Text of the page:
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As a specialist told me, given a smooth affine Poisson algebra $S$ over $\mathbb{C}$, up to a choice of certain characteristic class, one can find one of the deformation quantizations of $S$, say $A$, such that the Poisson cohomology of $S$, suitably tensored with $\mathbb{C}[[h]]$, is isomorphic to the Hochschild cohomology of $A$. (Maybe my memory is not very good, the above is what I remember now. )

My question is, given $S$, how to compute explicitely $A$.

For example, if $S=\mathbb{C}[X, Y]$ with $\{X, Y\}=XY$, how to compute the "right" deformation quantization? I guess that $A=\mathbb{C}[[h]]<X, Y>/(XY-(h+1)YX)$

What about polynomial Poisson algebras in general?

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    $\begingroup$ Your algebra A does not specialize to the correct one when h=0, so we should at least guess the relation is xy-g(h)yx with g(0)=1. On the other hand your problem is very difficult even in the example you ask about--- See the top of page 8 of ihes.fr/~maxim/TEXTS/Kontsevich-Lefschetz-Notes.pdf $\endgroup$ – Daniel Pomerleano Mar 1 '17 at 16:02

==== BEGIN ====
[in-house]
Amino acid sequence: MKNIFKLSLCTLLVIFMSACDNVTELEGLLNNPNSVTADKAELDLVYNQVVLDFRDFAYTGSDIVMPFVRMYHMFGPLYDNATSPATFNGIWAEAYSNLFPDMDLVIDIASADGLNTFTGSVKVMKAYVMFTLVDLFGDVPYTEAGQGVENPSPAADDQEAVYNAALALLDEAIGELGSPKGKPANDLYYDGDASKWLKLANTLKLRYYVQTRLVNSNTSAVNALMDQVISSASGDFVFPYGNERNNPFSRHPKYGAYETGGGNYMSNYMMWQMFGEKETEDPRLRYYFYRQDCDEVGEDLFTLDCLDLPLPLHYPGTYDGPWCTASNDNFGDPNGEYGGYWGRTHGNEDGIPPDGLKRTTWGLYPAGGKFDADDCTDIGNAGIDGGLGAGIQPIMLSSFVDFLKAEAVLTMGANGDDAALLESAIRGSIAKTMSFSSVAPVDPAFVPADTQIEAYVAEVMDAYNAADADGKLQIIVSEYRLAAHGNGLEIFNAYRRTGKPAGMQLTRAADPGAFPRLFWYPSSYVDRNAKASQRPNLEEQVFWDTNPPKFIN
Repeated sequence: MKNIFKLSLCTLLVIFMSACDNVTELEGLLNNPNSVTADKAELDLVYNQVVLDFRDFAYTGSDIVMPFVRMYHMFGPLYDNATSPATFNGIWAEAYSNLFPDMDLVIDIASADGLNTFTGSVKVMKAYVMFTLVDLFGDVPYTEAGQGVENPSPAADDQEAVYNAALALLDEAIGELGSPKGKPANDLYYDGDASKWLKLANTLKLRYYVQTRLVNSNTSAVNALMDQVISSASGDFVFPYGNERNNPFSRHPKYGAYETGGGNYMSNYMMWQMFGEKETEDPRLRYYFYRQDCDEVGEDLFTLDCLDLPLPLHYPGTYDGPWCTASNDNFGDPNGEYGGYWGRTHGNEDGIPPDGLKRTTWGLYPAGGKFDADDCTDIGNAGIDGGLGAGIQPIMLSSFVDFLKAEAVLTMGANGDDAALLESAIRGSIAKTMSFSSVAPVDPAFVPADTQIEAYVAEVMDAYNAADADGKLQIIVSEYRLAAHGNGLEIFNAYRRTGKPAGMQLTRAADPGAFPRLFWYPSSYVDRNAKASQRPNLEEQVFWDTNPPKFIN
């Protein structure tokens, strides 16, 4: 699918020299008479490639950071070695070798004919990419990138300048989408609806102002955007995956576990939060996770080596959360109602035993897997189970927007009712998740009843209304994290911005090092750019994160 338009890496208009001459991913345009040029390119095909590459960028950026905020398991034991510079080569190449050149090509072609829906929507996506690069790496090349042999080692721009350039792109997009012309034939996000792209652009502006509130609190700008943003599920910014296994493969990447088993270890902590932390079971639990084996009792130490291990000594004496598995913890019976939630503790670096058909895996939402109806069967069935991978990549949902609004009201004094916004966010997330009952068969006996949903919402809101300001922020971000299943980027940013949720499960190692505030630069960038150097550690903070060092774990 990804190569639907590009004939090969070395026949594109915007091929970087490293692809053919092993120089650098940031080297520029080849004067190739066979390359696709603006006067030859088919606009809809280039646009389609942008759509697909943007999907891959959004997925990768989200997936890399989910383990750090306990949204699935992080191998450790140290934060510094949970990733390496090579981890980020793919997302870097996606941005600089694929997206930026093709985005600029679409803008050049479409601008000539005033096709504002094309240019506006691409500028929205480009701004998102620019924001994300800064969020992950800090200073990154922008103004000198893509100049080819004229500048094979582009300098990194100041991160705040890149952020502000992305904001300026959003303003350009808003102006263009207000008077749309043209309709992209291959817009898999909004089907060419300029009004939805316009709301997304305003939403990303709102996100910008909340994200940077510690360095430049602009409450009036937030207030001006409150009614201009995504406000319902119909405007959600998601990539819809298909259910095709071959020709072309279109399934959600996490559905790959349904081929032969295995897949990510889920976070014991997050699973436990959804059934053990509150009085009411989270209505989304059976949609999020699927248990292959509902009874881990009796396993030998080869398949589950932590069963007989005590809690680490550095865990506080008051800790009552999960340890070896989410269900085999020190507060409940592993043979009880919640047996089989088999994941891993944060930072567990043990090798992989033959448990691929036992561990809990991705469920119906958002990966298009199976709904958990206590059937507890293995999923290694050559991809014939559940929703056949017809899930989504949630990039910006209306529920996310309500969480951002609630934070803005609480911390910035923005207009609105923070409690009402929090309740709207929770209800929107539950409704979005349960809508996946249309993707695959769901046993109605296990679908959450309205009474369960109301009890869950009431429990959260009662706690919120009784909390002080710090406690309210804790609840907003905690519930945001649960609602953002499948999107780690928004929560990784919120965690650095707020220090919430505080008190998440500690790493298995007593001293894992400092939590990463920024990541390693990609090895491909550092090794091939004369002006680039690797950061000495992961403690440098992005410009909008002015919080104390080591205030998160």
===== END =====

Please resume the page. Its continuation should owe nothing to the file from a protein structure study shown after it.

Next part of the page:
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Not a complete answer but some observations. First it might be necessary not to take formal power series but formal Laurent series in order to get a reasonable behaviour of the Hochschild cohomology. The reason is that say in the symplectic case where the relation would be $[X, Y] = \hbar 1$ you would like all derivations to be inner (first Hochschild cohomology zero). What you can prove is that the derivations are "quasi-inner" in the sense that every derivation is of the form $D = \frac{1}{\hbar} \mathrm{ad}(a)$ with some algebra element $a$. So if working over the formal power series, such derivations are "outer" since the hypothetical element $\frac{a}{\hbar}$ is not part of your algebra. Then the Hochschild cohomology has weird contributions in zeroth order of $\hbar$ and is trivial in higher order (you can check this rather easily, say for the first Hochschild cohomology)

That being said, I am aware of some results in the symplectic and smooth case e.g. by Weinstein and Xu (preprint around 1999?) where they compute the Hochschild cohomology to be essentially the deRham cohomology of the underlying manifold. You should be able to transfer these results to polynomial algebras (which have a flat space as underlying manifold, thus trivial deRham cohomology).

And of course, in the symplectic case the deRham cohomology is the Poisson cohomology...

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